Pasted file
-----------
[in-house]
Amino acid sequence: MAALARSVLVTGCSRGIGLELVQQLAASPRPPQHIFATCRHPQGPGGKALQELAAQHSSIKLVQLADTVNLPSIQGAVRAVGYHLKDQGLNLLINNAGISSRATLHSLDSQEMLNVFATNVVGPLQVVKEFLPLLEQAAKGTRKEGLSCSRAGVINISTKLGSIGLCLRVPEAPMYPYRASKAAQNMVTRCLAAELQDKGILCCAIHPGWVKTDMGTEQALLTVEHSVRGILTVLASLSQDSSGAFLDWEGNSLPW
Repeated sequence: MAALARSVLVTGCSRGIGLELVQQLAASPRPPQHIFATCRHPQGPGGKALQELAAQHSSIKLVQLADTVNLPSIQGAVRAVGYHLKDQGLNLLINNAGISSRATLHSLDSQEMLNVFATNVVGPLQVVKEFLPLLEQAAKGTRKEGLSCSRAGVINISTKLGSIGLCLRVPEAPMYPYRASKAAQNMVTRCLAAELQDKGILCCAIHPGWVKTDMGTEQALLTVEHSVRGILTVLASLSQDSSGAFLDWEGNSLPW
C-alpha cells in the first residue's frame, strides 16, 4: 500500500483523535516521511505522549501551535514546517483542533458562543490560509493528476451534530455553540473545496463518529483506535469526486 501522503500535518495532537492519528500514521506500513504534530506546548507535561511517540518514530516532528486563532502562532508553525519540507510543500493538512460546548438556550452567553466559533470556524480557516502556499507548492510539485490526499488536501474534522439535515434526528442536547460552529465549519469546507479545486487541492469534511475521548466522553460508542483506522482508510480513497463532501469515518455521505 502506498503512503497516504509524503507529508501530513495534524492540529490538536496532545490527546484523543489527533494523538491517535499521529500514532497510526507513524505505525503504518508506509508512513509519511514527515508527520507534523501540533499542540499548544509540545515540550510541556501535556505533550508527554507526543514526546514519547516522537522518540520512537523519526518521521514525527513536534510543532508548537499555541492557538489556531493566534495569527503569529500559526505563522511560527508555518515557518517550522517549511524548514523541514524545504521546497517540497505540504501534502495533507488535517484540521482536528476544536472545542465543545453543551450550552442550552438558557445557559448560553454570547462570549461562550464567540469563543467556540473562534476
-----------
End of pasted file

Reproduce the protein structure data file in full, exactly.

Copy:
[in-house]
Amino acid sequence: MAALARSVLVTGCSRGIGLELVQQLAASPRPPQHIFATCRHPQGPGGKALQELAAQHSSIKLVQLADTVNLPSIQGAVRAVGYHLKDQGLNLLINNAGISSRATLHSLDSQEMLNVFATNVVGPLQVVKEFLPLLEQAAKGTRKEGLSCSRAGVINISTKLGSIGLCLRVPEAPMYPYRASKAAQNMVTRCLAAELQDKGILCCAIHPGWVKTDMGTEQALLTVEHSVRGILTVLASLSQDSSGAFLDWEGNSLPW
Repeated sequence: MAALARSVLVTGCSRGIGLELVQQLAASPRPPQHIFATCRHPQGPGGKALQELAAQHSSIKLVQLADTVNLPSIQGAVRAVGYHLKDQGLNLLINNAGISSRATLHSLDSQEMLNVFATNVVGPLQVVKEFLPLLEQAAKGTRKEGLSCSRAGVINISTKLGSIGLCLRVPEAPMYPYRASKAAQNMVTRCLAAELQDKGILCCAIHPGWVKTDMGTEQALLTVEHSVRGILTVLASLSQDSSGAFLDWEGNSLPW
C-alpha cells in the first residue's frame, strides 16, 4: 500500500483523535516521511505522549501551535514546517483542533458562543490560509493528476451534530455553540473545496463518529483506535469526486 501522503500535518495532537492519528500514521506500513504534530506546548507535561511517540518514530516532528486563532502562532508553525519540507510543500493538512460546548438556550452567553466559533470556524480557516502556499507548492510539485490526499488536501474534522439535515434526528442536547460552529465549519469546507479545486487541492469534511475521548466522553460508542483506522482508510480513497463532501469515518455521505 502506498503512503497516504509524503507529508501530513495534524492540529490538536496532545490527546484523543489527533494523538491517535499521529500514532497510526507513524505505525503504518508506509508512513509519511514527515508527520507534523501540533499542540499548544509540545515540550510541556501535556505533550508527554507526543514526546514519547516522537522518540520512537523519526518521521514525527513536534510543532508548537499555541492557538489556531493566534495569527503569529500559526505563522511560527508555518515557518517550522517549511524548514523541514524545504521546497517540497505540504501534502495533507488535517484540521482536528476544536472545542465543545453543551450550552442550552438558557445557559448560553454570547462570549461562550464567540469563543467556540473562534476